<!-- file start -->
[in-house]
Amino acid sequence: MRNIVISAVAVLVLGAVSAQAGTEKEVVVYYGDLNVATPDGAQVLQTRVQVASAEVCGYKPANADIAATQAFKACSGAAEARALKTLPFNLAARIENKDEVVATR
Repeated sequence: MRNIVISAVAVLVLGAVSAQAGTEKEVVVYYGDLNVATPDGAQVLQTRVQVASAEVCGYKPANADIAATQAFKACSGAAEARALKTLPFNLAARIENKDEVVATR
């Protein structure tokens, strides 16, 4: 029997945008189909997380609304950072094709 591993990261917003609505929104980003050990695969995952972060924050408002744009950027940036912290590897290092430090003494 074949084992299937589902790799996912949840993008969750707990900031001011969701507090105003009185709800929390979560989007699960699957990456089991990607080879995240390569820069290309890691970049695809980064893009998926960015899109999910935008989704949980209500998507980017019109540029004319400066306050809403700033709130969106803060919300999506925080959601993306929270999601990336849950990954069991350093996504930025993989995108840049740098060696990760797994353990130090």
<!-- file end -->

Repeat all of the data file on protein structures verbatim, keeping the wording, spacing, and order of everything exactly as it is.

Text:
[in-house]
Amino acid sequence: MRNIVISAVAVLVLGAVSAQAGTEKEVVVYYGDLNVATPDGAQVLQTRVQVASAEVCGYKPANADIAATQAFKACSGAAEARALKTLPFNLAARIENKDEVVATR
Repeated sequence: MRNIVISAVAVLVLGAVSAQAGTEKEVVVYYGDLNVATPDGAQVLQTRVQVASAEVCGYKPANADIAATQAFKACSGAAEARALKTLPFNLAARIENKDEVVATR
């Protein structure tokens, strides 16, 4: 029997945008189909997380609304950072094709 591993990261917003609505929104980003050990695969995952972060924050408002744009950027940036912290590897290092430090003494 074949084992299937589902790799996912949840993008969750707990900031001011969701507090105003009185709800929390979560989007699960699957990456089991990607080879995240390569820069290309890691970049695809980064893009998926960015899109999910935008989704949980209500998507980017019109540029004319400066306050809403700033709130969106803060919300999506925080959601993306929270999601990336849950990954069991350093996504930025993989995108840049740098060696990760797994353990130090």